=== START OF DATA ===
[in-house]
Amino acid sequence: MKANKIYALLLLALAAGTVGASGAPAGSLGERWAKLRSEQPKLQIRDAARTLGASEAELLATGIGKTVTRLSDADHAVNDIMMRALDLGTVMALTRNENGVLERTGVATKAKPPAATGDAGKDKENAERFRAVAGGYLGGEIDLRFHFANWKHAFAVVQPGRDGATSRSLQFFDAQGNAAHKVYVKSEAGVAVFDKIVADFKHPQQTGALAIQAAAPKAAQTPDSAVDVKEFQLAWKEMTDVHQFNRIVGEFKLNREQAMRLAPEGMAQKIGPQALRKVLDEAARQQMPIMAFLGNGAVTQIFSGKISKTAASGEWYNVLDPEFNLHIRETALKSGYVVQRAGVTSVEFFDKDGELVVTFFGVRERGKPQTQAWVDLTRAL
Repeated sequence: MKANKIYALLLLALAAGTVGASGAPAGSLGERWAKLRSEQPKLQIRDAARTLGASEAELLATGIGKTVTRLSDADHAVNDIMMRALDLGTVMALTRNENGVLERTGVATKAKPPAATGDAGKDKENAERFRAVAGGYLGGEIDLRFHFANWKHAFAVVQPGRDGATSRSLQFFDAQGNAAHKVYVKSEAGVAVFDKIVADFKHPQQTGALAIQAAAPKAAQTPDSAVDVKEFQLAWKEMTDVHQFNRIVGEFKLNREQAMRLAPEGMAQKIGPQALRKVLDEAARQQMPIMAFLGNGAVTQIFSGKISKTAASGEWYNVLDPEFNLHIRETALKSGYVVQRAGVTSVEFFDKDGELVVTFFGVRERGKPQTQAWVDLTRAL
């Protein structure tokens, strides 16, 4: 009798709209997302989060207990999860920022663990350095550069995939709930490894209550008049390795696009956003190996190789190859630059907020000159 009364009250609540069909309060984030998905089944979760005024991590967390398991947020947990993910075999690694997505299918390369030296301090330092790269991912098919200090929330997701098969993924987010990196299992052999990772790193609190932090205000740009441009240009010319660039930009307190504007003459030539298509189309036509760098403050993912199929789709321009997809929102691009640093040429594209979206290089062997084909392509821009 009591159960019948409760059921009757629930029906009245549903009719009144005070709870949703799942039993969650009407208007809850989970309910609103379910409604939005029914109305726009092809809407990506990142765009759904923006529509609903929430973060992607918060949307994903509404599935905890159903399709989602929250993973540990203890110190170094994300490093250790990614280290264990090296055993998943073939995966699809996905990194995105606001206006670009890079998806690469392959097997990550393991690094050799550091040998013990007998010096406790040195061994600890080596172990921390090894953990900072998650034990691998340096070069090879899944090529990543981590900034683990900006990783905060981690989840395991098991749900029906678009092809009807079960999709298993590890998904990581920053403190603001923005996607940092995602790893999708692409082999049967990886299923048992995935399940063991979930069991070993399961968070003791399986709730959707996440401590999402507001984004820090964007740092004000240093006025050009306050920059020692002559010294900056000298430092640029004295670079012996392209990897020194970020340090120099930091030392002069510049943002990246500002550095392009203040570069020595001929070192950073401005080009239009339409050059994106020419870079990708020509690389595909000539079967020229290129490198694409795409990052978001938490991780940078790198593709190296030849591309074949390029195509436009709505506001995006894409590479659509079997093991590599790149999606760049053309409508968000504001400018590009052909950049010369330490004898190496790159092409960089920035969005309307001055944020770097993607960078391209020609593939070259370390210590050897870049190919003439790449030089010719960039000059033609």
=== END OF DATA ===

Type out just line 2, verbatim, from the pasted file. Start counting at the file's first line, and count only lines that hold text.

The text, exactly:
Amino acid sequence: MKANKIYALLLLALAAGTVGASGAPAGSLGERWAKLRSEQPKLQIRDAARTLGASEAELLATGIGKTVTRLSDADHAVNDIMMRALDLGTVMALTRNENGVLERTGVATKAKPPAATGDAGKDKENAERFRAVAGGYLGGEIDLRFHFANWKHAFAVVQPGRDGATSRSLQFFDAQGNAAHKVYVKSEAGVAVFDKIVADFKHPQQTGALAIQAAAPKAAQTPDSAVDVKEFQLAWKEMTDVHQFNRIVGEFKLNREQAMRLAPEGMAQKIGPQALRKVLDEAARQQMPIMAFLGNGAVTQIFSGKISKTAASGEWYNVLDPEFNLHIRETALKSGYVVQRAGVTSVEFFDKDGELVVTFFGVRERGKPQTQAWVDLTRAL